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Pugh's campaign finances: Doing 'everything by the book' doesn't make it right

Reporter Luke Broadwater talks about the Maryland State Prosecutor accusing a political slate of making an "unlawful" $100,000 loan to Catherine Pugh's campaign. (Baltimore Sun video)

In her first City Hall news conference after the state prosecutor's office made a second allegation of illegal activity related to her campaign account, Mayor Catherine Pugh insisted that "we did everything by the book" and otherwise brushed off questions, saying, "I don't talk about campaigns here." Fair enough. If she is establishing a clear policy of separating the business of running for office from that of running the city, we're all for it.

But her response still raises the question: Where will she talk about it? A mayor who won office largely because of the past ethical lapses of her chief competitor needs to express at least a little concern about alleged improprieties in how her campaign was financed, rather than dismissing the issue as insignificant — suggesting that the $18,000 an aide is accused of illegally funneling to the campaign was a pittance compared to the more than $2 million she raised — or pointing to a cryptic statement from her campaign that called an allegedly improper loan "a clear and obvious misunderstanding" without elaborating on who misunderstood what.

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To be clear, Ms. Pugh is right that her aide, Gary Brown Jr., is "innocent until proven otherwise." We have not seen the state prosecutor's evidence, and while big questions about the case remain — most notably, where the $18,000 came from in the first place — nothing revealed yet suggests Ms. Pugh was involved in or knew of the alleged scheme before prosecutors filed charges. As for the loan, prosecutors allege a violation of campaign finance law on the grounds that Ms. Pugh was not a member of the slate at the time it was made. She now is and has paid the money back. But even if the issue amounts to a technicality, it does raise other questions about state laws governing loans and slates.

The Baltimore County Victory Slate was founded in 2006 by former Baltimore County Executive James T. Smith Jr., who now works in a top position in the Pugh administration. Slates are vehicles for allied candidates to pool resources at election time, and Baltimore County Victory boasts a long list of members — including a few, like Ms. Pugh, who do not represent Baltimore County. But this particular slate isn't so much a pooling of resources as a vehicle for spreading around the prodigious amounts Mr. Smith once raised. Of the $1,376,585.56 in contributions to the slate since 2006 (not counting Ms. Pugh's repayment), $1,241,880.56 came from the Friends of Jim Smith account.

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State lawmakers had this slate in mind when they enacted a piece of campaign finance reform in 2013 limiting slate activity. Mr. Smith raised eyebrows in 2006 by transferring $435,000 to Scott Shellenberger, who was then running his first campaign for Baltimore County state's attorney, and he did so again during the 2014 election cycle by continuing to support a variety of candidates even though he was not on the ballot.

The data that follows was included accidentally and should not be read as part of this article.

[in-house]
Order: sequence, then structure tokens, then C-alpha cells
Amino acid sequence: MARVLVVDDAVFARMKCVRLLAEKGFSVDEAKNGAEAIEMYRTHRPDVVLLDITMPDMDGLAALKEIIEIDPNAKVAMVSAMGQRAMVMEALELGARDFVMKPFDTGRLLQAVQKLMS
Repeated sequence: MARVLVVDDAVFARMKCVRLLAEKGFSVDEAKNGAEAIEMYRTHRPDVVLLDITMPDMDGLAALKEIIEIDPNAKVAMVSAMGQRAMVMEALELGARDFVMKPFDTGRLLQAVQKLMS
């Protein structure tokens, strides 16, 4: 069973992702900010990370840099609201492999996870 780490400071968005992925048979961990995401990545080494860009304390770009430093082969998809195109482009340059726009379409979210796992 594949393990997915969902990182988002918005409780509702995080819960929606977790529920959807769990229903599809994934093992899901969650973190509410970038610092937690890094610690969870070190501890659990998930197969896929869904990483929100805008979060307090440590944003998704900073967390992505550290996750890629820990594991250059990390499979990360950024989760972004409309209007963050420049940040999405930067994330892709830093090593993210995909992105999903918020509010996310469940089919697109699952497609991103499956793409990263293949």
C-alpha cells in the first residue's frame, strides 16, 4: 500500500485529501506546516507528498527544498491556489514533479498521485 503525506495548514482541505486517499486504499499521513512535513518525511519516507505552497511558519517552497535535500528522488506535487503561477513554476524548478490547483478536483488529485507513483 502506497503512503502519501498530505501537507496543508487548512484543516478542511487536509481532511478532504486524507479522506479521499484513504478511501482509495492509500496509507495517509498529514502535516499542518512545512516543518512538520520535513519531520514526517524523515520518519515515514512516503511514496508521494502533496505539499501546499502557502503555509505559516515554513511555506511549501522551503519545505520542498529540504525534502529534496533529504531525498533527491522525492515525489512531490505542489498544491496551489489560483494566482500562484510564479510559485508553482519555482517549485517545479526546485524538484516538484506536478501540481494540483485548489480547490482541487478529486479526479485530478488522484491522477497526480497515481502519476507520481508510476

The new rules, which went into effect in 2015, specify that slate members must be on the ballot or incumbent officeholders if the deadline to file for the office they hold has not yet passed. That means Mr. Smith, who hasn't been on the ballot in a decade, can't transfer money to the slate or receive transfers from it into his personal account. He is officially listed as an "inactive" member. But what happens to the nearly $400,000 left in its coffers? Who decides to add or delete members, and who decides who should get the money?

The new law also sets a limit of $24,000 for the cumulative amount of transfers from the slate to any individual member during a four-year election cycle. But Baltimore County Victory got around that limit with what may be the most glaring loophole in Maryland campaign finance law: the loan. There are virtually no limits or restrictions on outside loans to candidates, provided they pay the money back within one election cycle. Once Ms. Pugh won the Democratic primary, that was no problem. But does that make her any less indebted to the lender than she would be if the loan were a contribution? The money was given in the final hours of a contest in which the outcome was far from certain. If you give a bottle of water to a dying man in a desert, and he gives you a bottle of water back a month later, is the debt truly repaid?

There's no obvious motivation for Mr. Smith to have wanted to curry influence with Ms. Pugh. He got a job for which he is highly qualified at a generous salary ($175,000 a year) that he, as a recipient of multiple public pensions, doesn't really need. But the labor union that lent former Lt. Gov. Anthony G. Brown $500,000 in the waning days of his failed gubernatorial campaign? That's a different story. So too with various other individuals and entities that have given loans to candidates for office across the state.

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Even if Ms. Pugh did "everything by the book," the book is full of holes. Gov. Larry Hogan recently introduced a raft of good government reforms. Perhaps he could add a few more to the list.

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